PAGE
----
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Old 12-04-2011, 05:53 AM
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Default Re: What's your"s is Minkey

Introduction:

The introduction to me felt a little rushed and it was sort of confusing to me. The first part that is a problem is the abrupt departure of the missing Pokeball. In your story the character holds the device up and it suddenly disappears with no clue how that was done. Having the Pokeball disappear is not the problem, I have seen similiar things done, but the problem is that the main character seems to have picked the Pokeball up and holds it in the air before it suddenly vanishes without the character having any sort if clue. You always need to have a reason for any action, and you did have a reason being the Mankey. But you still need to tell how it abruptly vanished, and because you wanted the Mankey you could have said that the character felt a jerk as the Pokeball was stripped from it. You didn’t have to mention the Mankey by name or something like that, but the thing can’t vanish into thin air.

The next thing that bothers me, and ties into the plot as a whole, is where and who is the character. You did put before the story that the person needed to read the first one, but that isn’t practical or an excuse. Since this is your first multi-chapter story you probably didn’t know the rule. As the writer you have to assume the reade either didn’t read the first chapter or doesn’t remember the whole thing. This means you have to fill in the gaps. You do this by reintroducing the character first. That means their looks and personality etc. You act as if he has never appeared before. The second thing is a brief summary of what happened in the previous chapter. This part doesn’t have to be the very first paragraph. In this story after the Poliwag disappeared you could have had the character get confused and reflect on how the caught the Poliwag (he had to rescue it from some sea monster etc). The summary can easily be two sentences or a whole a paragraph. It’s all up to you as the author.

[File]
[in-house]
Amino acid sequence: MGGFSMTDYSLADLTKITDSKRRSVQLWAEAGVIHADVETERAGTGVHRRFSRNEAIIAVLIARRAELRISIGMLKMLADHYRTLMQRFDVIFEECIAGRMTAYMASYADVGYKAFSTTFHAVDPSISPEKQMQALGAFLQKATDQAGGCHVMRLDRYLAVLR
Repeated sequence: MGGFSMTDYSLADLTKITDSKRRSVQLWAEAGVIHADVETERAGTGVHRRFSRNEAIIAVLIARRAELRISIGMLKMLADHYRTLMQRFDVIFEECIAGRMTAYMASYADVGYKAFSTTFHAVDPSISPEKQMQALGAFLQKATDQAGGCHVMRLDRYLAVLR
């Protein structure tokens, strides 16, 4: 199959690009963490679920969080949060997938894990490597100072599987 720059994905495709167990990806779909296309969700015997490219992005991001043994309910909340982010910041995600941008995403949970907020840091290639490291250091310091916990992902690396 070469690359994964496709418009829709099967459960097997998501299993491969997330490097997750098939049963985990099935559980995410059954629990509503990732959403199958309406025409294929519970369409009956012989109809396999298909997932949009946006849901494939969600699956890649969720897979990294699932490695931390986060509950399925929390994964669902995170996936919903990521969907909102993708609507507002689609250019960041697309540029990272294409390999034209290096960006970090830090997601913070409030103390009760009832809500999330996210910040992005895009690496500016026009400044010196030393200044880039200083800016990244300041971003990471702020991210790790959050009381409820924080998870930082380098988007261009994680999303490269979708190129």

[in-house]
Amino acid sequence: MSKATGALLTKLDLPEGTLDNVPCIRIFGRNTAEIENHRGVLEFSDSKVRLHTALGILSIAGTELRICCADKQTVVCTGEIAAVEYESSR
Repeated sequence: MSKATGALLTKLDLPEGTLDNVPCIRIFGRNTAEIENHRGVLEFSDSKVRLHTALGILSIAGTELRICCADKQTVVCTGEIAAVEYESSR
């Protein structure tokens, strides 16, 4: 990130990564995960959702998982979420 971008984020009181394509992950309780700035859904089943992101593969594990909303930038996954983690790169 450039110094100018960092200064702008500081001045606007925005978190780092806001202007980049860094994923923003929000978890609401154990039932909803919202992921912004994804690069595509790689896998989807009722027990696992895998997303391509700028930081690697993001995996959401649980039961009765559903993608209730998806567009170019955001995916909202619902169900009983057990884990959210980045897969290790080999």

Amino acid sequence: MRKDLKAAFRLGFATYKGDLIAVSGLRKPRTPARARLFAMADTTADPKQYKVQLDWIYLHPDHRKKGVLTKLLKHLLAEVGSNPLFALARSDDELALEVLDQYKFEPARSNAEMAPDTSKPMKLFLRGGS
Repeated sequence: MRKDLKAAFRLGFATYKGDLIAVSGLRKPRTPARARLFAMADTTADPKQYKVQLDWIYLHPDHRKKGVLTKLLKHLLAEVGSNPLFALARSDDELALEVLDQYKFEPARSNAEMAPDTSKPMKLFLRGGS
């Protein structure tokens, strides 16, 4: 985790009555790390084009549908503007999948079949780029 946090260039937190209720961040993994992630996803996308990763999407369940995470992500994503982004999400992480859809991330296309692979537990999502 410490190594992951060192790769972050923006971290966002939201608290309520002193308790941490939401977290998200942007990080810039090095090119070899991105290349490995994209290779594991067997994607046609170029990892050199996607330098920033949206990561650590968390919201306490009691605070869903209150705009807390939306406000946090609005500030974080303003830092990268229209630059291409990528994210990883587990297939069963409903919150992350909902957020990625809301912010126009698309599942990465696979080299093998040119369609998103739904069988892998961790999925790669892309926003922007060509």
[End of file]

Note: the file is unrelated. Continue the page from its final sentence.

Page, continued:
The final thing is how your character randomly finds some trail and follows it to some paradise. My immediatly question when I read was: where did this trail come from? The easiest way for this to be solved is for you to describe the place the character is at. From there you can add the trail, but as it was, I thought it to be lacking.

Overall I think that the introduction did really feel like an introduction, it felt like the middle of a story without the reader knowing what was going on. That clearly wasn’t your intention. This is solved by acting as if this was a new tale, like I said above, start by answering all the basic questions a reader would have: who, what, where, and how? Now unless you are going for one of those intracate plots that takes the reader on a tornado, that is a great place to start.

Plot:

You have a very simple plot of the main character trying to find his stolen Poliwag. You added the part with the thieves and that gave the story an amount of unpredictability to it. It’s something very simple for a mon that only needs such a plot.